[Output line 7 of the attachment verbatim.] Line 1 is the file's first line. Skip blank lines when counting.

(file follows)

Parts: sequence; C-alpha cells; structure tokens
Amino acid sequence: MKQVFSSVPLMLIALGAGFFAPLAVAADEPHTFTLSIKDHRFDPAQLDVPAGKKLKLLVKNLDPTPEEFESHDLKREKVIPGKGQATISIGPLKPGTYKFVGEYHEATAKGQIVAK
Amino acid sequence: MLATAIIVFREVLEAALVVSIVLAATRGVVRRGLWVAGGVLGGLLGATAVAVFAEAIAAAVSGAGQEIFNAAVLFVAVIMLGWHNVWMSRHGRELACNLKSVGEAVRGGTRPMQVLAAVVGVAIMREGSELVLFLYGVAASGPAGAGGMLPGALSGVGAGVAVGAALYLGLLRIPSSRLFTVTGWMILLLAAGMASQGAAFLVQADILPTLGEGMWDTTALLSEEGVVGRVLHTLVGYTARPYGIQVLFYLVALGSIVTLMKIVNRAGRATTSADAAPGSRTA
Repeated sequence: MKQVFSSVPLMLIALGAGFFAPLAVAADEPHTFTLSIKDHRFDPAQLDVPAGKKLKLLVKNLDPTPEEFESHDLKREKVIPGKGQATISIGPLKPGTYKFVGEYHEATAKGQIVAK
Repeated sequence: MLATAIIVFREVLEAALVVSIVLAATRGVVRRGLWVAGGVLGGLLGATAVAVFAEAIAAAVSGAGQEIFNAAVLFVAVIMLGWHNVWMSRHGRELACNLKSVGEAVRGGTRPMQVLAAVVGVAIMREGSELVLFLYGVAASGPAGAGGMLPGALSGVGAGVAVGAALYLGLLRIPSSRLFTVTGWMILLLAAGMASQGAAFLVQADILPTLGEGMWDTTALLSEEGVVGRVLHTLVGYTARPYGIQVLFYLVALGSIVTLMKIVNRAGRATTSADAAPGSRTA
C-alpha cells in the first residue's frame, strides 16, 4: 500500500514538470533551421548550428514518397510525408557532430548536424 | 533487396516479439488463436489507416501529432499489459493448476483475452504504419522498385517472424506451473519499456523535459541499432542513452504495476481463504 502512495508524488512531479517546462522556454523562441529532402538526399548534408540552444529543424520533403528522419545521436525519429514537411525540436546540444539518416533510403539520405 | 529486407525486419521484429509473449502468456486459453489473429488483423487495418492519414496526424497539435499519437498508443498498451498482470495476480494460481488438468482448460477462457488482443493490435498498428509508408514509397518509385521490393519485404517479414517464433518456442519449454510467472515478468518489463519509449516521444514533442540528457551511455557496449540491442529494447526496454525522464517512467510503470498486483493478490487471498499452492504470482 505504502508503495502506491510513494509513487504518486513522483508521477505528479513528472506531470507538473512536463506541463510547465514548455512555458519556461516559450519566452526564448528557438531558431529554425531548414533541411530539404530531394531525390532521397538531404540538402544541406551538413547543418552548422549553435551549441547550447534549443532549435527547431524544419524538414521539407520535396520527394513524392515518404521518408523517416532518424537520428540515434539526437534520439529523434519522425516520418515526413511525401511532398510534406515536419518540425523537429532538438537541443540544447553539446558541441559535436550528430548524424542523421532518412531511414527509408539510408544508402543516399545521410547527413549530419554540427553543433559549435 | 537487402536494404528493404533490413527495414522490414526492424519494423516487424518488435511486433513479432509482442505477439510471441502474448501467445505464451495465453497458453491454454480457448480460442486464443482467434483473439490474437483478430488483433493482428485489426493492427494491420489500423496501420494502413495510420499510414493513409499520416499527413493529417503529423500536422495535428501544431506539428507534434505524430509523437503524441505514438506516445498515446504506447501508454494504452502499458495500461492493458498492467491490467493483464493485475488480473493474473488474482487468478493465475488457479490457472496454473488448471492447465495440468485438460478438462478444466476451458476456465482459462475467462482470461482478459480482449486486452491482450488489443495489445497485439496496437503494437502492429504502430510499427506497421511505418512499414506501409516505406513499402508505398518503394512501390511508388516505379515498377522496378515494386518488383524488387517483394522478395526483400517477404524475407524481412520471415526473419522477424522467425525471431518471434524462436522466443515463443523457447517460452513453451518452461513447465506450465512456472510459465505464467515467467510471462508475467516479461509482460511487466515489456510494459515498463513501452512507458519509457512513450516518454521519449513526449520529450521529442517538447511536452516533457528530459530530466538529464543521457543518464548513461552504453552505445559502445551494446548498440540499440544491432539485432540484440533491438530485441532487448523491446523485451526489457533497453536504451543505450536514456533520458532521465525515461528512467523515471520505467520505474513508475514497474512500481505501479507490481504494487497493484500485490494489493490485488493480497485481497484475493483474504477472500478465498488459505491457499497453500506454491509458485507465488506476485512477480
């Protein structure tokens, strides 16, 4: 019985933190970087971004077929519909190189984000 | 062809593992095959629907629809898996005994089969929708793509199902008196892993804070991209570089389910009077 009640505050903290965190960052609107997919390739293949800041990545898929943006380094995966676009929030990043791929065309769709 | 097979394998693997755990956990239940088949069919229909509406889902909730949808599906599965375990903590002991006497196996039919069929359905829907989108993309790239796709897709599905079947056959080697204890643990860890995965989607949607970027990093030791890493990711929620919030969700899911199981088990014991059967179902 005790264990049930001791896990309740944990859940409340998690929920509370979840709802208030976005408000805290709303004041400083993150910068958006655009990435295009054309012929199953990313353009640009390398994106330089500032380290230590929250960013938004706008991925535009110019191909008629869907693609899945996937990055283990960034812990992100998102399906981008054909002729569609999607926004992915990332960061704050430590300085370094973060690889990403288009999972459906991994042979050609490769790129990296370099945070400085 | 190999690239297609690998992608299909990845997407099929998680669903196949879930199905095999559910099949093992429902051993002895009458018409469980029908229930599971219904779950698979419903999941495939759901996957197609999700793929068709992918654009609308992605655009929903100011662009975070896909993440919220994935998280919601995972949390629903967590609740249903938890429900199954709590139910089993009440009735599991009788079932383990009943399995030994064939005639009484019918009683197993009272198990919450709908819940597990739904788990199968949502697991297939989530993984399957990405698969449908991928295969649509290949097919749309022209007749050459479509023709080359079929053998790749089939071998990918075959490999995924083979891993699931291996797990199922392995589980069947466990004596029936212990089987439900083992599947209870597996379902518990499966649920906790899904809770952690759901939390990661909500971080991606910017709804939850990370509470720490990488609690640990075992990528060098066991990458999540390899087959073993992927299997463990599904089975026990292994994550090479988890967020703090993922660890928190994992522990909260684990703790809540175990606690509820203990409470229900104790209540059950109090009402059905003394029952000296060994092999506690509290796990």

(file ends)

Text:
């Protein structure tokens, strides 16, 4: 019985933190970087971004077929519909190189984000 | 062809593992095959629907629809898996005994089969929708793509199902008196892993804070991209570089389910009077 009640505050903290965190960052609107997919390739293949800041990545898929943006380094995966676009929030990043791929065309769709 | 097979394998693997755990956990239940088949069919229909509406889902909730949808599906599965375990903590002991006497196996039919069929359905829907989108993309790239796709897709599905079947056959080697204890643990860890995965989607949607970027990093030791890493990711929620919030969700899911199981088990014991059967179902 005790264990049930001791896990309740944990859940409340998690929920509370979840709802208030976005408000805290709303004041400083993150910068958006655009990435295009054309012929199953990313353009640009390398994106330089500032380290230590929250960013938004706008991925535009110019191909008629869907693609899945996937990055283990960034812990992100998102399906981008054909002729569609999607926004992915990332960061704050430590300085370094973060690889990403288009999972459906991994042979050609490769790129990296370099945070400085 | 190999690239297609690998992608299909990845997407099929998680669903196949879930199905095999559910099949093992429902051993002895009458018409469980029908229930599971219904779950698979419903999941495939759901996957197609999700793929068709992918654009609308992605655009929903100011662009975070896909993440919220994935998280919601995972949390629903967590609740249903938890429900199954709590139910089993009440009735599991009788079932383990009943399995030994064939005639009484019918009683197993009272198990919450709908819940597990739904788990199968949502697991297939989530993984399957990405698969449908991928295969649509290949097919749309022209007749050459479509023709080359079929053998790749089939071998990918075959490999995924083979891993699931291996797990199922392995589980069947466990004596029936212990089987439900083992599947209870597996379902518990499966649920906790899904809770952690759901939390990661909500971080991606910017709804939850990370509470720490990488609690640990075992990528060098066991990458999540390899087959073993992927299997463990599904089975026990292994994550090479988890967020703090993922660890928190994992522990909260684990703790809540175990606690509820203990409470229900104790209540059950109090009402059905003394029952000296060994092999506690509290796990």